From point zero to the pinnacle of elite sports
Nadia Nadim has gone all the way. From fleeing the Taliban to becoming Denmark's female power striker and first Danish national team player with a refugee background. In this exclusive interview with Mission East she discloses what has given her the impetus to go after the trophy.
In 2001, Mission East moves into Afghanistan with emergency relief for a population that has starved and left devastated during the war against the Taliban. Shortly before, Nadia Nadim, who is nine years old at the time and lives in Kabul, lost her father, Rabena Khan. As a senior general of the Afghan army, he has been abducted and executed by the Taliban. Nadia's mother, Namida, now alone with five little girls, fears for her and the girls' lives and decides to flee. Coincidentally, they ended up in Denmark in 2003 at an asylum center in North Jutland.
Everything was chaos
We catch Nadia Nadim on the phone from Georgia between two international matches in the ongoing European Classification Round.
She comes straight from the closing workout before the next match against the Georgia women's team. Denmark's female star striker is bursting with energy. In fact, almost so much so that the words fall over each other in their eagerness to come out. There is a determination bordering on restlessness in her voice. You have the sensation of talking to someone who is not wasting her time. But that energy wasn't there back in 2000 after Nadia, her mother and sisters received the news of her father's execution:
“It was really tough. Everything was chaos and you had no idea what was waiting just around the corner. We didn't know if we would be alive the next day, ”says Nadia.
How did you personally progress from the existential point zero?
“I think when we finally came to Denmark, we had experienced so much and been through so much. And suddenly you are in a situation where you get another chance. Everyone in my family was very keen that we should never end up in such a situation again. That we should become something at all costs. I think that's what was the driving force. ”
Nadia takes a moment to reflect and then adds: "I have actually read a number of articles that show that the most successful people in the world are the ones who, at some point, have had enough of being in a situation, whether it be poverty or an experience they have had, where they have said to themselves:
"I promise myself that I will never end up in such a situation again". I can recognize that from myself. You get extra hunger. I still feel that I will never experience that stuff again. I don't want to experience those feelings again, it's that simple. ”
"I will never experience those feelings again. It's that simple"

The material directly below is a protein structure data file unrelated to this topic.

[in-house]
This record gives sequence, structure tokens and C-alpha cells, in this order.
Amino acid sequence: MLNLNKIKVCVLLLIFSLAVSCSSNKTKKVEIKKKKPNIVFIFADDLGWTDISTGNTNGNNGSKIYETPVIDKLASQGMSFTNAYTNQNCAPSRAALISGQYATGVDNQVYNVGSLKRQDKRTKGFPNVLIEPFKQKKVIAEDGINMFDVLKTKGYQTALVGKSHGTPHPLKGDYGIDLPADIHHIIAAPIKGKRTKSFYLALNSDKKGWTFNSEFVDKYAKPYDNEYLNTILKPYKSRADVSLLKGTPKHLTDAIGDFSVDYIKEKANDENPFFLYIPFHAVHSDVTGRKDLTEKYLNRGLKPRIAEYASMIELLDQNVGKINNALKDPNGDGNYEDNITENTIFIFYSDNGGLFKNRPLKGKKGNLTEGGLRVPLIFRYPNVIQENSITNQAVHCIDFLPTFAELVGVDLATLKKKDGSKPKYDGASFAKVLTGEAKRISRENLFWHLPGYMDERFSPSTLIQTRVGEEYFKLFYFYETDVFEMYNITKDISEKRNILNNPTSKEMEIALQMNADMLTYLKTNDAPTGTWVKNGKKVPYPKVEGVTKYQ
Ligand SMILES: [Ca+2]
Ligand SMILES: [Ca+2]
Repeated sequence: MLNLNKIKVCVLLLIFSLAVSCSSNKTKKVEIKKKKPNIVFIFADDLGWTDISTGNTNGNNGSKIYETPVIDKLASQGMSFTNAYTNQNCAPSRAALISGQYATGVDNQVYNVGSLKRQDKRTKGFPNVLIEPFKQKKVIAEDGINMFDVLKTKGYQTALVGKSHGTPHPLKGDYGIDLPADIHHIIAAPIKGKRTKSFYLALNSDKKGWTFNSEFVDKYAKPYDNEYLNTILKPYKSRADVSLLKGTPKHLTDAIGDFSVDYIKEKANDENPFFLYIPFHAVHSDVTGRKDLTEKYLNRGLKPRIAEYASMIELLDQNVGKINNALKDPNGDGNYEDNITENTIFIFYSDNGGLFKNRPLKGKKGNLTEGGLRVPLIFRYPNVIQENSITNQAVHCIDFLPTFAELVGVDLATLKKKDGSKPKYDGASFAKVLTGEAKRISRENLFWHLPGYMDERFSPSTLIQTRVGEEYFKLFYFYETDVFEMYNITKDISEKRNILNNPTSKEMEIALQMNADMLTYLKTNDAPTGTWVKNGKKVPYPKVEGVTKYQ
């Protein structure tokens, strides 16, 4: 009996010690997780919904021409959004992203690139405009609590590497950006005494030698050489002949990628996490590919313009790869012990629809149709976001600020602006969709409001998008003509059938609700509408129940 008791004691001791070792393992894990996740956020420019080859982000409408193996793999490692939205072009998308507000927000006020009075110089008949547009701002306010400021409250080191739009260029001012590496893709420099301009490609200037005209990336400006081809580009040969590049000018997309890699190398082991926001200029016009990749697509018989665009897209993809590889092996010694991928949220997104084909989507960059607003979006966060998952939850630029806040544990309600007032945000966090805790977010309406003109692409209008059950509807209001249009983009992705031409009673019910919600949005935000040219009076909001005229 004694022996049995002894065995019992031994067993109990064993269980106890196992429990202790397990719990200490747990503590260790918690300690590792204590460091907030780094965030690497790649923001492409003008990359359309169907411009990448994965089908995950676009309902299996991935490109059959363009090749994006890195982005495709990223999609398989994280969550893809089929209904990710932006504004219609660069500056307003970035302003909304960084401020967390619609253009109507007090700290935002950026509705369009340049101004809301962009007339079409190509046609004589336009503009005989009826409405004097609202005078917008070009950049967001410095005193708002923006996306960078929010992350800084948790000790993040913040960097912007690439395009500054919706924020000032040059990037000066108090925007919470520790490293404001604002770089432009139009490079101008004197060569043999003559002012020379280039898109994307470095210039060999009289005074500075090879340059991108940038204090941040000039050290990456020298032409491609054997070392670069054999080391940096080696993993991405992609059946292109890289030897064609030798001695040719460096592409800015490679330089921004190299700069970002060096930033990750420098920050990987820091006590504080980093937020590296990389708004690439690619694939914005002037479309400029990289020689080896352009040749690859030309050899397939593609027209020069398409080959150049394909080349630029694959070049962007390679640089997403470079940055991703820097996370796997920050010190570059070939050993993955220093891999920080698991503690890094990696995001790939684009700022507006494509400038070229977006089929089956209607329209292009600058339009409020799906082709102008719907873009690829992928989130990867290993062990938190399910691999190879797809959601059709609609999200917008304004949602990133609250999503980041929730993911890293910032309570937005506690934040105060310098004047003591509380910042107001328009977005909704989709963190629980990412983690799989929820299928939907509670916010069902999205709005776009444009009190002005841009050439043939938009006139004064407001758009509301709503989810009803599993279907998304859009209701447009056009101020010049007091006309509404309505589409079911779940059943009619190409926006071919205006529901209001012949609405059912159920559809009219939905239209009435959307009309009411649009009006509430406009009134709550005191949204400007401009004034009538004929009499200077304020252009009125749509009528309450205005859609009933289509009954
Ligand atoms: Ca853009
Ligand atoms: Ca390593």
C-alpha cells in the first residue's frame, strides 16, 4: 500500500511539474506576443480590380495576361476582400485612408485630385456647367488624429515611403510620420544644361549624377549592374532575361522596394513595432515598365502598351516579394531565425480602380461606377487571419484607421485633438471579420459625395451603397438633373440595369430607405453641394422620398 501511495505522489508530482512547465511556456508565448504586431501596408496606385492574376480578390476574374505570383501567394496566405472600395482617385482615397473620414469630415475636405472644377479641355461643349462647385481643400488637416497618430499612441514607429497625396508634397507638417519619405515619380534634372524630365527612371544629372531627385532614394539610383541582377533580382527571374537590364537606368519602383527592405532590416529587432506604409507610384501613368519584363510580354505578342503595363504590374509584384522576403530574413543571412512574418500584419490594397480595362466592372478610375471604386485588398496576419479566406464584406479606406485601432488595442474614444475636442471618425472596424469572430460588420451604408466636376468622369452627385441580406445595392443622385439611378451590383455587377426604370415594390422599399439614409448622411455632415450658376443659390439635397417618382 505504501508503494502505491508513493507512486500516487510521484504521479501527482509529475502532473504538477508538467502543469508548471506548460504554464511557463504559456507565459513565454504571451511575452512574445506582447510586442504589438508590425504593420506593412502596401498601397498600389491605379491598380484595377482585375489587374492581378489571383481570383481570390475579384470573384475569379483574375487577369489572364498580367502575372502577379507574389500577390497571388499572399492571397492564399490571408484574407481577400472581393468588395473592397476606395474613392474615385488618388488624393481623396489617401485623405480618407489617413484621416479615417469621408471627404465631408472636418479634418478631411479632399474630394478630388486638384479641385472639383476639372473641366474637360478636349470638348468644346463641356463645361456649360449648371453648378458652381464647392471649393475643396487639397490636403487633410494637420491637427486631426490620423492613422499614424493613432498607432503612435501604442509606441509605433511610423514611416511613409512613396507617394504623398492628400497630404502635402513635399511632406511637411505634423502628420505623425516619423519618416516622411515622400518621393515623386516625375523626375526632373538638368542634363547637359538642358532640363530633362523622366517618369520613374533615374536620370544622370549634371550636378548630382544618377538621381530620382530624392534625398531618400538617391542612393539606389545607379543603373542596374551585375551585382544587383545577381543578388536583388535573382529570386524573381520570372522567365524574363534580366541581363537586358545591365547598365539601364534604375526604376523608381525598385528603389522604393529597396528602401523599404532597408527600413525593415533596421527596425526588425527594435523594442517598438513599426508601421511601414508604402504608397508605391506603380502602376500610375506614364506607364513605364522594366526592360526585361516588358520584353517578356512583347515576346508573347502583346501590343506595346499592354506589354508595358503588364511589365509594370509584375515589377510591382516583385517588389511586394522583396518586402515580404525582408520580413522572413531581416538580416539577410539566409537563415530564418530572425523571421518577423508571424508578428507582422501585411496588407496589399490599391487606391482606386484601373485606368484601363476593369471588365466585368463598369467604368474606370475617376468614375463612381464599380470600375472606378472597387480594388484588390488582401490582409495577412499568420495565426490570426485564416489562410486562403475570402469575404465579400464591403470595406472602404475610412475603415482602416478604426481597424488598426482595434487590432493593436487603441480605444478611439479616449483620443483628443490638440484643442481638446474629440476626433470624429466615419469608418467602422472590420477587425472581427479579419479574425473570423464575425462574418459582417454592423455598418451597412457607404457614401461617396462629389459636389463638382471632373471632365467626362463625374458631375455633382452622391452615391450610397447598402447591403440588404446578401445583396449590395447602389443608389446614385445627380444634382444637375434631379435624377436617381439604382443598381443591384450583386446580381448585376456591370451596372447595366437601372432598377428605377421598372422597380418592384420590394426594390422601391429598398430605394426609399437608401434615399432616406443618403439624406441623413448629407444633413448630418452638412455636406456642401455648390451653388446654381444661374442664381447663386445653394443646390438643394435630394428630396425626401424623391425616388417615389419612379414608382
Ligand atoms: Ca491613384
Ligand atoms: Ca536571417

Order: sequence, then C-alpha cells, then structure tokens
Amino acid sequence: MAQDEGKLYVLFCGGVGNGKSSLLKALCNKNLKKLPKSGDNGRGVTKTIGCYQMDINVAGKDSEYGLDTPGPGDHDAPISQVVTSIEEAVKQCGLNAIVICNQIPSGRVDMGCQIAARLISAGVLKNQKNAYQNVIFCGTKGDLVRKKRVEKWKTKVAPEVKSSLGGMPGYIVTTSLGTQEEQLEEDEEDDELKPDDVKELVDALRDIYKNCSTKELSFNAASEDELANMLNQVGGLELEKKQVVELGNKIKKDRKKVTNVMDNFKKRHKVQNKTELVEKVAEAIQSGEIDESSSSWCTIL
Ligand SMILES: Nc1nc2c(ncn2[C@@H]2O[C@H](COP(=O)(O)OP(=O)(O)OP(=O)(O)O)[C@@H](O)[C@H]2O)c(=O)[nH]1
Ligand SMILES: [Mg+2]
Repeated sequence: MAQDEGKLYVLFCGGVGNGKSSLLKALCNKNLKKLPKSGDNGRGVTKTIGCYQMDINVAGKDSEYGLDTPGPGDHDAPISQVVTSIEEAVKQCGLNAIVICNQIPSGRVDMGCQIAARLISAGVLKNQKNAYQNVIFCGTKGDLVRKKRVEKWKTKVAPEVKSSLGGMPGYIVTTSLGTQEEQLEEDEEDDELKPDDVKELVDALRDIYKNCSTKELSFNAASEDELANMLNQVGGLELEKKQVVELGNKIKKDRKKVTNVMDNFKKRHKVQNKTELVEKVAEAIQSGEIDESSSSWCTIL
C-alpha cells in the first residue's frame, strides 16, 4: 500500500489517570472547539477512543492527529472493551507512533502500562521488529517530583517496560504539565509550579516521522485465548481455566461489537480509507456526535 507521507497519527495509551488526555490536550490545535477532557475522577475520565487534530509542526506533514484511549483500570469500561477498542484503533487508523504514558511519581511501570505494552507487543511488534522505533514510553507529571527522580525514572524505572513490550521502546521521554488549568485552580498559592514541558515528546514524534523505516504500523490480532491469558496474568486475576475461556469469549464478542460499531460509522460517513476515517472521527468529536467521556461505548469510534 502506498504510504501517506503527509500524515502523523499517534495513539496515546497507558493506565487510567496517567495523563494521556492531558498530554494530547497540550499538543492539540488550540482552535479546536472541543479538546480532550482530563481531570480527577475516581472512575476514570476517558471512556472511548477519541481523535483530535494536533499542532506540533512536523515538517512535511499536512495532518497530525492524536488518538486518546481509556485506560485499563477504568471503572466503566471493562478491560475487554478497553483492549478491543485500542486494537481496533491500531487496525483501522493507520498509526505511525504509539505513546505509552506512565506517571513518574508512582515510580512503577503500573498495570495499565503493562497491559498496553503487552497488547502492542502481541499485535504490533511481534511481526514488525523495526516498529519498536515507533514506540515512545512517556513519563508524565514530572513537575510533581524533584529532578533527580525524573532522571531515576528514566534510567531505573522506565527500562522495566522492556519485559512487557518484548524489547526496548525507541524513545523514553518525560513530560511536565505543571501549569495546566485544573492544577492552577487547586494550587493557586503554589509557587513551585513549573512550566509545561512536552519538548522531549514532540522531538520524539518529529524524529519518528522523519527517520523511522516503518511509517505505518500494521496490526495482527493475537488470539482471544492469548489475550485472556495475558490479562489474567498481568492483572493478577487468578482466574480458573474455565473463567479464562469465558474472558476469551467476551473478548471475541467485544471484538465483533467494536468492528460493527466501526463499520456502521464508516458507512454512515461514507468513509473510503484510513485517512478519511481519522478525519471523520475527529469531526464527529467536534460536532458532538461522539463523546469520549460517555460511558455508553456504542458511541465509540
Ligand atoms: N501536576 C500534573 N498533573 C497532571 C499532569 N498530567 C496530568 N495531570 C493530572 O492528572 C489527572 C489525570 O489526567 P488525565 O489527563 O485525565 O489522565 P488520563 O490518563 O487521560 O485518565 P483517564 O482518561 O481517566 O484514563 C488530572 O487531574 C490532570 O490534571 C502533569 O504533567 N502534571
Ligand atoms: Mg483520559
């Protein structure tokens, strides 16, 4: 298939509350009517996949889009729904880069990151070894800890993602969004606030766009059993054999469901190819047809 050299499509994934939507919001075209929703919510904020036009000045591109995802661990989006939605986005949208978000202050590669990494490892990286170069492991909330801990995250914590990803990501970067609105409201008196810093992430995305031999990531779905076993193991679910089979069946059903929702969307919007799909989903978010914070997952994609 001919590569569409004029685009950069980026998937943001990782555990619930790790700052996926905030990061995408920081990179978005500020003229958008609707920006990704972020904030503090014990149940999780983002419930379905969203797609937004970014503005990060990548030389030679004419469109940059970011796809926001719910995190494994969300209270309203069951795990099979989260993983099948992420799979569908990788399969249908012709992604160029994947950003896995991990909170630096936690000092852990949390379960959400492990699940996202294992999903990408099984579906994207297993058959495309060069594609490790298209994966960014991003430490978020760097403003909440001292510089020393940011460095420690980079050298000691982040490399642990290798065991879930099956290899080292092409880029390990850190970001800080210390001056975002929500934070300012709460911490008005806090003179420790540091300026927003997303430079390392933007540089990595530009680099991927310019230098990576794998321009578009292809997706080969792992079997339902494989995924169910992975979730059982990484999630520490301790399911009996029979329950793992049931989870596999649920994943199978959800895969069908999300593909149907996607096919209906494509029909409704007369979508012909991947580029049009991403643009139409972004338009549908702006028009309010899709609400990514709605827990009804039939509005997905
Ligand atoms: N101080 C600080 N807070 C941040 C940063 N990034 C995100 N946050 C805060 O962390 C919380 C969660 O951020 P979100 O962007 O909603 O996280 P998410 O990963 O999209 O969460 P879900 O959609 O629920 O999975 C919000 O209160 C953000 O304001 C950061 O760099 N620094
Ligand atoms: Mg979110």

It is about finding inner peace
Many of the people - and especially children - whom Mission East is helping in Afghanistan are greatly affected by trauma due to war and displacement. And when we mention it to Nadia, whose childhood has been clearly marked by the war, she says:
“People deal with trauma differently in life. Some need to talk about it and others hide it. I've never had to talk about things, because that's not how I feel I can get rid of it. And it doesn't help me. For me, it's more about what's inside my head and figuring out how to relax on the inside. "
"I've never had to talk about things"
Finding peace through prayer and meditation
In this connection, Nadia tells how she found a means to help herself with the nightmares by which she was haunted in Denmark in the beginning, while she and her family still lived at the asylum center:
“It was actually my aunt who told me one day that maybe I should try to pray before going to bed. I tried that, and since then I haven't actually had a nightmare. "
Today, Nadia still finds inner peace by praying and using prayer as a form of meditation, especially before facing an important match that requires deep concentration:
"For me, prayer and meditation are almost the same thing when you just spend 10 minutes to an hour ignoring everything that happens around you and concentrating on what is happening inside oneself."
Facts about Nadia Nadim
• Born in 1988 in Herat, northwestern Afghanistan. Raised in Kabul
• In 2009, she became the first Danish national team player with a refugee background
• Studies medicine at Aarhus University and has a dream to work for MSF
• In 2017 she was named Danish Person of the Year by Berlingske (Danish newspaper)
• Last year she came out with her book "My Story"
• Helped to win the European silver in 2017 with the Danish national team
• A French Ligue 1 player - in Paris Saint-Germain